As always, I have a growing stack of books I haven’t found time to read. But here are some of the ones I’ve tackled in the last month or so.

Charles Malcolm Wingard, Help for the New Pastor: Practical Advice for Your First Year of Ministry (P&R, 2018). Charlie Wingard was my pastor during my seminary years. I learned from him in the pulpit, and even more so from my time as a pastoral intern. Today Charlie teaches at RTS Jackson and pastors First Presbyterian Church (PCA) in Yazoo City, Mississippi. This book is what I would expect from Charlie: exceedingly practical and extremely wise, full of straight-shooting advice and infused with the spiritual common sense that comes from experience. Pastors will benefit from this book whether it’s their first year in ministry or not.

Jonathan Leeman, How the Nations Rage: Rethinking Faith and Politics in a Divided Age (Nelson Books, 2018). I try to read everything Jonathan writes, and I often send him my writing for his measured evaluation. Whether I agree with every jot or tittle (he is a Baptist after all!), he’s always clearheaded, tenderhearted, and thoughtful. This topic in particular—the intersection of faith and politics—is one Jonathan knows a lot about, from his years ministering in D.C. to his doctoral work on politics and ecclesiology. This would be a great book for church small groups. Jonathan helps us cut through a lot of fuzzy thinking (on both sides of the political divide) and shows us what really matters.

Rufus Burrow Jr., Martin Luther King Jr. for Armchair Theologians (Westminster John Knox Press, 2009). At T4G I asked Mike Edmondson for his recommendation on a book about King’s theology. This was his suggestion. While Burrow is a serious King scholar, this brief volume is aimed at high school seniors as well as college students wanting a basic introduction to King’s thought. Those looking for detailed theological analysis will want to go elsewhere. Still, Burrow helpfully situates King in his wider personal and intellectual context. According to Burrow, King the theologian was first and foremost a “Christian social personalist,” believing that on the cross Christ bound all people together and stamped “on all men the indelible imprint of preciousness” (59). Burrow argues that from an early age King rejected his fundamentalist upbringing, doubting the truth of the virgin birth, the inerrancy of the Bible, and the bodily resurrection of Jesus (24). Burrow positions King as a liberal theologian with a neo-orthodox corrective (i.e., more realistic about human nature), as an advocate of agape self-sacrifice and the social gospel, and as a Ghandi-inspired practitioner who embraced certain elements of Hindu thought as they related to the practice of nonviolence.

Thomas Sowell, Discrimination and Disparities (Basic Books, 2018). Those familiar with Thomas Sowell, the African American economist at Stanford’s Hoover Institution, will find the arguments in this short book to be as expected: a conservative critique against the “seemingly invincible fallacy that outcomes in human endeavors would be equal, or at least comparable or random, if there were no biased interventions, on the one hand, nor genetic deficiencies, on the other” (100). Sowell maintains that in the face of economic and other disparities among individuals, groups, institutions, and nations, most people reach one of two conclusions. Either the less fortunate are simply genetically less capable (a common belief in previous centuries), or the less fortunate are victims of those who are more fortunate (a common belief more recently). Sowell finds both explanations inadequate. He argues that disparities are owing to a variety of factors, some of which can be mitigated, but most of which are made worse by top-down solutions proposed by those with a social vision for cosmic justice.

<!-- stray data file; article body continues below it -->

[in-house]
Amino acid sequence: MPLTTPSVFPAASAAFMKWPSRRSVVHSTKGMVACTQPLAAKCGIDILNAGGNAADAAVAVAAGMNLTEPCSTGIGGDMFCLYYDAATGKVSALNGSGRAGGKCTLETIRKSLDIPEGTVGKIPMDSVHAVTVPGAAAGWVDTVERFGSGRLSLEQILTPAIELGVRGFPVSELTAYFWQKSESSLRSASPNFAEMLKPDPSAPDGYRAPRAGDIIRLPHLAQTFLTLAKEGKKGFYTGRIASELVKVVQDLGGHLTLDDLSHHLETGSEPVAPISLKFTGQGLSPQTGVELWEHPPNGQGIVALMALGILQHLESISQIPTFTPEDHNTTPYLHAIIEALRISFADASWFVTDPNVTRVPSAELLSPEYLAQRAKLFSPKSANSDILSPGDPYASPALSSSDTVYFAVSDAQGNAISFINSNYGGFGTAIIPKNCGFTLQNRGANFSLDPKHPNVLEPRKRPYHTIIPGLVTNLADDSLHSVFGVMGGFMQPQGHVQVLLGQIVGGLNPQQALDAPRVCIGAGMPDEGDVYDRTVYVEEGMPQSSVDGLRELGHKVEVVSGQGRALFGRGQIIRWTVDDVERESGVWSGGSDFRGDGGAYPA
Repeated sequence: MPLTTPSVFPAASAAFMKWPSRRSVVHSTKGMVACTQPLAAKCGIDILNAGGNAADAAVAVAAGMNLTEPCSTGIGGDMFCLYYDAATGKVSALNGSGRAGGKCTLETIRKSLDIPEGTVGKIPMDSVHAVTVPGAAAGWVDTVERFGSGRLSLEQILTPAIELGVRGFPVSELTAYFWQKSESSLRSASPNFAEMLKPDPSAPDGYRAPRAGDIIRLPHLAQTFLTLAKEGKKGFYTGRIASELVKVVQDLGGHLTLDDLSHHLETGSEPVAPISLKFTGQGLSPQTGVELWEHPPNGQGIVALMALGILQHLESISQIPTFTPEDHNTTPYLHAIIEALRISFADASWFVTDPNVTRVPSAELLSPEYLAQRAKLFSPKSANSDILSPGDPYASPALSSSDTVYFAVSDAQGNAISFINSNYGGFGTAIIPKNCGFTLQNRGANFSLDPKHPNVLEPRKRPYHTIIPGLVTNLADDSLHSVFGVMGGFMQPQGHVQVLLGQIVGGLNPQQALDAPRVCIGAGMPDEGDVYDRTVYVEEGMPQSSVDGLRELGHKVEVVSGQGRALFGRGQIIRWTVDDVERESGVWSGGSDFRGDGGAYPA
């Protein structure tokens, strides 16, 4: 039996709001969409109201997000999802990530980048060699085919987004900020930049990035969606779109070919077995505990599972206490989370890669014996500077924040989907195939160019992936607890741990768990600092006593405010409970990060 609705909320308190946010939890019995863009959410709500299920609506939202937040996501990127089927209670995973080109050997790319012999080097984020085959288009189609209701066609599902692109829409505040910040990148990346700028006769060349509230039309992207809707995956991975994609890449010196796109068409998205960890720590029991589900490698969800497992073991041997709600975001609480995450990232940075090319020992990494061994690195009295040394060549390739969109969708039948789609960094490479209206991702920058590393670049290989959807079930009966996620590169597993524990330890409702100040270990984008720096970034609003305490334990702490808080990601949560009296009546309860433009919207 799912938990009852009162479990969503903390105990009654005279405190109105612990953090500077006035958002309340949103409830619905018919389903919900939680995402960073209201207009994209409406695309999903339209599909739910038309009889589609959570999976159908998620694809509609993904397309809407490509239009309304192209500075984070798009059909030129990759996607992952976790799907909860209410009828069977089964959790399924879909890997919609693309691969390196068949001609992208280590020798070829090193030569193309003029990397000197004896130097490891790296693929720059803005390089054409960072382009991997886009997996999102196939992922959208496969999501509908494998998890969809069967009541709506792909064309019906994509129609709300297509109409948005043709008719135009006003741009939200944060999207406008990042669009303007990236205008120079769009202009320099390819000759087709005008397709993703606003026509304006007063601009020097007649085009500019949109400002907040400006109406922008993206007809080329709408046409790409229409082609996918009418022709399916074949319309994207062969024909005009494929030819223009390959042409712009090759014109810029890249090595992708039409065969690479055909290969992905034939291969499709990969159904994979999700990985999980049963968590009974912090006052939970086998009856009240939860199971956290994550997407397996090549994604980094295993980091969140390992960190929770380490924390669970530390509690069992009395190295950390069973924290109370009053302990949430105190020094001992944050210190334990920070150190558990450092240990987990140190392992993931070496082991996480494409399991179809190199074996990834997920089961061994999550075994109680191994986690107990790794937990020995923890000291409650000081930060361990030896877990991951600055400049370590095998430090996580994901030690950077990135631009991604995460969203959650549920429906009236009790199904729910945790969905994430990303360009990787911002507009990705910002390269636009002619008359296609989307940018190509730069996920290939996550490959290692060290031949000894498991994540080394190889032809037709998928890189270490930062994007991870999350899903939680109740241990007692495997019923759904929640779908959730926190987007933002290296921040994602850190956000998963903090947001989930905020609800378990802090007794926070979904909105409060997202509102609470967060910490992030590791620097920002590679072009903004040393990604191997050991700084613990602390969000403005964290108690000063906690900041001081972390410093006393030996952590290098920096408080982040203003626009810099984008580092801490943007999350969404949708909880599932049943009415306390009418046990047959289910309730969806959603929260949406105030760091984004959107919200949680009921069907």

Timothy E. W. Gloege, Guaranteed Pure: The Moody Bible Institute, Business, and the Making of Modern Evangelicalism (UNC Press, 2015). In this well-written and excellently researched book, Gloege argues that MBI rose to prominence as ground zero for fundamentalism thanks to the pioneering work of Henry Crowell, who first branded Quaker Oats as “Guaranteed Pure” and then used his business acumen to invent a fundamentalist tradition of pure Christianity for Moody. Gloege’s revisionist history is fascinating, but would have been stronger if he had allowed his subjects’ self-definition and self-assessment to trump, even from time to time, his more cynical read on their methods and motivations.

Alex Hutchinson, Endure: Mind, Body, and the Curiously Elastic Limits of Human Performance (William Morrow, 2018). With Breaking2—the 2017 Nike-led project to run a sub-two hour marathon—as his backdrop, Huthinson (a runner, columnist, researcher, and Cambridge PhD) explores the limits of athletic achievement and human endurance. This isn’t a training volume with secrets for getting a PR in your next race. Instead, it’s a journalistic examination of the different theories, studies, stories, and scholars trying to answer the simple question: what makes people keep going and what makes them stop? To that end, Hutchinson has chapters on muscles, heat, oxygen, thirst, fuel, and belief. His conclusion? We don’t finally know what makes people push through pain, but there is at least as much brain and belief involved as body and brawn.